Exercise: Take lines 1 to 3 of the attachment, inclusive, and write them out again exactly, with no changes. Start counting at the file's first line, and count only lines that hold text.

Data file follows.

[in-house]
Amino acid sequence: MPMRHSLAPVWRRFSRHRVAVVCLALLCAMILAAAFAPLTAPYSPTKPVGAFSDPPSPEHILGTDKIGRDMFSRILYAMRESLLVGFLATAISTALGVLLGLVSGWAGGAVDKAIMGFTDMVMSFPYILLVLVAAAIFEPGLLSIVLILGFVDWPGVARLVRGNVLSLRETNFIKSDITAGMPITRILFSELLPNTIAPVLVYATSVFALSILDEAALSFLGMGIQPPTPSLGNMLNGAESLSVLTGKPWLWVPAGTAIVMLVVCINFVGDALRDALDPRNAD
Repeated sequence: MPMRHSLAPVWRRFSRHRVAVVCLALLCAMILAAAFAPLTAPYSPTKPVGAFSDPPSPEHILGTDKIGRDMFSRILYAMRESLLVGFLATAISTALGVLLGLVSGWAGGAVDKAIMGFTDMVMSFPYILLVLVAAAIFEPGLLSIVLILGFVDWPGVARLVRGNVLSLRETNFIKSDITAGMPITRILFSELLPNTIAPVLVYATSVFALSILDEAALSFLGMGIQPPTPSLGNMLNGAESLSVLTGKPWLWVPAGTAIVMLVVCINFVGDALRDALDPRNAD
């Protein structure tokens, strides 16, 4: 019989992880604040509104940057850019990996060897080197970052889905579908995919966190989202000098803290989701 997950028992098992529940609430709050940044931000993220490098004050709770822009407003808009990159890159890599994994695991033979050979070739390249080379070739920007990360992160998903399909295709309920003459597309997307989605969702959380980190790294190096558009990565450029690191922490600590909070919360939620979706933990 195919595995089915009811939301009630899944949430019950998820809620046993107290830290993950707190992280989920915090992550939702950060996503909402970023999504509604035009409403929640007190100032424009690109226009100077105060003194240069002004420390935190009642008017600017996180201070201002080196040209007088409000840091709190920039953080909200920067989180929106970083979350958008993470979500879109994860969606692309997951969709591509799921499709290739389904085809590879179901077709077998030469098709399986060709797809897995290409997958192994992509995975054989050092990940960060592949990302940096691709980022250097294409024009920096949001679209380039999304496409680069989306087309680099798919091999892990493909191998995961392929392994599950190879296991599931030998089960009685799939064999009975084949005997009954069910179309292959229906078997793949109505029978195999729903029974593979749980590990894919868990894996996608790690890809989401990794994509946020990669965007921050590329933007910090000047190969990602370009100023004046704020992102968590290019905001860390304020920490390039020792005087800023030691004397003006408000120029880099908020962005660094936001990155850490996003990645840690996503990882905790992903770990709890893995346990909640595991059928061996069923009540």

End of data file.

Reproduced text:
[in-house]
Amino acid sequence: MPMRHSLAPVWRRFSRHRVAVVCLALLCAMILAAAFAPLTAPYSPTKPVGAFSDPPSPEHILGTDKIGRDMFSRILYAMRESLLVGFLATAISTALGVLLGLVSGWAGGAVDKAIMGFTDMVMSFPYILLVLVAAAIFEPGLLSIVLILGFVDWPGVARLVRGNVLSLRETNFIKSDITAGMPITRILFSELLPNTIAPVLVYATSVFALSILDEAALSFLGMGIQPPTPSLGNMLNGAESLSVLTGKPWLWVPAGTAIVMLVVCINFVGDALRDALDPRNAD
Repeated sequence: MPMRHSLAPVWRRFSRHRVAVVCLALLCAMILAAAFAPLTAPYSPTKPVGAFSDPPSPEHILGTDKIGRDMFSRILYAMRESLLVGFLATAISTALGVLLGLVSGWAGGAVDKAIMGFTDMVMSFPYILLVLVAAAIFEPGLLSIVLILGFVDWPGVARLVRGNVLSLRETNFIKSDITAGMPITRILFSELLPNTIAPVLVYATSVFALSILDEAALSFLGMGIQPPTPSLGNMLNGAESLSVLTGKPWLWVPAGTAIVMLVVCINFVGDALRDALDPRNAD